Do dogs really watch TV?

shutterstock_43508197Today we welcome guest blogger Kate Voss to the blog community. Kate Voss is an entertainment writer who adopted her first chow/shepherd mix in 2012. When her puppy was young, it suffered from severe separation anxiety, and through training and routine, is now a happy, healthy pup.

Dogs may bark at the television when they see another dog on screen, or perk their heads up when they hear an intriguing noise come from the TV set, but do dogs actually watch television and understand what they are looking at?

In previous years, the answer to that question would have likely been a resounding “no”. Before modern television and improvements such as high-definition and higher refresh rates (which help us see a moving image instead of just a series of still images), dogs would have seen the television screen as a flickering mess of incomprehensible images. However, with recent updates to television technology, dogs are more likely to be willing to snuggle up and enjoy that reality show or morning news with you. A new subscription television channel, DOGTV, claims to have solved these problems and created content specifically for the canines in our lives.

What is DOGTV?

DOGTV claims to be the first ever channel designed solely for canines and features dog-oriented content airing 24/7 (so far it’s only available online, from Roku or with certain DirectTV packages). Examples of the short, six minute programs include scenes of grassy fields, animals and bouncing balls. According to Bonnie Vieira, a spokeswoman for DOGTV, the creators of the show spent three years researching how dogs react to different stimuli, and the channel has also adjusted the colors and sound levels so that each program caters to dogs’ vision and hearing, rather than to humans. Many of the programs are meant to be instructional, such as the segments that feature silent vacuum cleaners in order to help dogs become more accustomed to seeing these otherwise nerve-wracking machines without their terrifying noise. Others are meant to relax, stimulate or entertain your dog.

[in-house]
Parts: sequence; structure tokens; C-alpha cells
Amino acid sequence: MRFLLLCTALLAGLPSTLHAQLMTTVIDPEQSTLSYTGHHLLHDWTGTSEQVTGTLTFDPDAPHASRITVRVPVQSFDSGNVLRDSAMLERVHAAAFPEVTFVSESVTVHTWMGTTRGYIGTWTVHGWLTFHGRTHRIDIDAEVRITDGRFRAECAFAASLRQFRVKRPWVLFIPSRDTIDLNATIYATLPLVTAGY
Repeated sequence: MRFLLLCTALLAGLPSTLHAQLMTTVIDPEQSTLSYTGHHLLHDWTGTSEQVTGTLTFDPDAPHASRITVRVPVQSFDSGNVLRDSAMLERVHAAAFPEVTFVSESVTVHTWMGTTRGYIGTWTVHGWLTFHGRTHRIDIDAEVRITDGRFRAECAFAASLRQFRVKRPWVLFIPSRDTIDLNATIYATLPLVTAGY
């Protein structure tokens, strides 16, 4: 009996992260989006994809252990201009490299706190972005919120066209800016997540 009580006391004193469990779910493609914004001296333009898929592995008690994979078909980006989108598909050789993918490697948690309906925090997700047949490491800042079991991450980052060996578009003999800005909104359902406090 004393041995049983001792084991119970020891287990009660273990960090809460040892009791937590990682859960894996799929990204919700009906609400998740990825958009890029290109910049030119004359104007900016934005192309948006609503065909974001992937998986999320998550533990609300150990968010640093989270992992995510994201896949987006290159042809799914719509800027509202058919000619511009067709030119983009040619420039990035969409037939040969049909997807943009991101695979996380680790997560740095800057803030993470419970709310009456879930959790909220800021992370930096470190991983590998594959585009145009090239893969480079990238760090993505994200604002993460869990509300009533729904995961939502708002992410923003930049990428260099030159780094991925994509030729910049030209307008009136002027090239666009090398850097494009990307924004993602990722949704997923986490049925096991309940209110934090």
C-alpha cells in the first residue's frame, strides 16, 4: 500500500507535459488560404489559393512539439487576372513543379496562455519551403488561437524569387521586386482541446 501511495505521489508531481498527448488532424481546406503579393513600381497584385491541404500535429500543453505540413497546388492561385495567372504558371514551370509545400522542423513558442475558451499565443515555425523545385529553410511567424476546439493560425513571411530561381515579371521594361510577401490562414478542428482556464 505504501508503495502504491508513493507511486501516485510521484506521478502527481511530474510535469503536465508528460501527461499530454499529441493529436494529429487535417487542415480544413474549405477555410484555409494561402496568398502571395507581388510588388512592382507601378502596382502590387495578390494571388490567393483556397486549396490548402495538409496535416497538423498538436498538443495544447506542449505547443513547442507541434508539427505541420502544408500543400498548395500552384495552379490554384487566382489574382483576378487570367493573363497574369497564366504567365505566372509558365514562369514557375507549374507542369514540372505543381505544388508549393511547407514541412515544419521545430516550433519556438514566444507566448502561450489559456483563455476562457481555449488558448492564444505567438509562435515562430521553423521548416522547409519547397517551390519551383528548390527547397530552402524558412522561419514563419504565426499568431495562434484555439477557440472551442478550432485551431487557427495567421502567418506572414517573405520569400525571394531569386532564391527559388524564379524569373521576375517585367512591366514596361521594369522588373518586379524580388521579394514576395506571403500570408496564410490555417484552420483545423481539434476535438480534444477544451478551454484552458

If dogs will actually watch it, the channel appears to be an innovative and beneficial solution for dog owners who have to spend the majority of the day away from home and dog, and for pups who suffer from separation anxiety. An additional benefit is that DOGTV supports the Humane Society’s Pets for Life program.

Will it actually work?

Some dogs simply don’t respond to television and not every dog will react the same way to DOGTV, so before you invest in the new network, it would be wise to determine whether your dog will actually watch TV. Some dogs are primarily smell and sound-oriented and will not find entertainment in watching television. One factor that will determine whether or not your dog will watch the TV is the placement of the television and the camera angle. Televisions that are placed high up on a wall will most likely not be viewed by your dog — they are not going to look up that far just to catch a glimpse of whatever happens.

But for dogs that do enjoy watching the screen, DOGTV can be a great addition to your stay-at-home dog’s daily routine. DOGTV may also help soothe the bad behaviors associated with separation anxiety and boredom, such as barking, destruction and indoor defecation.

DOGTV should really only be used when you are not in the home. Obviously, when you are home, it is better to spend quality time with your dog by taking them on walks or making time to play. Having a new television program is not meant to replace vital exercise time with your four-legged friend. However, to help entertain and calm your pup while you are away, DOGTV or other visual and auditory stimulation may just be your solution.

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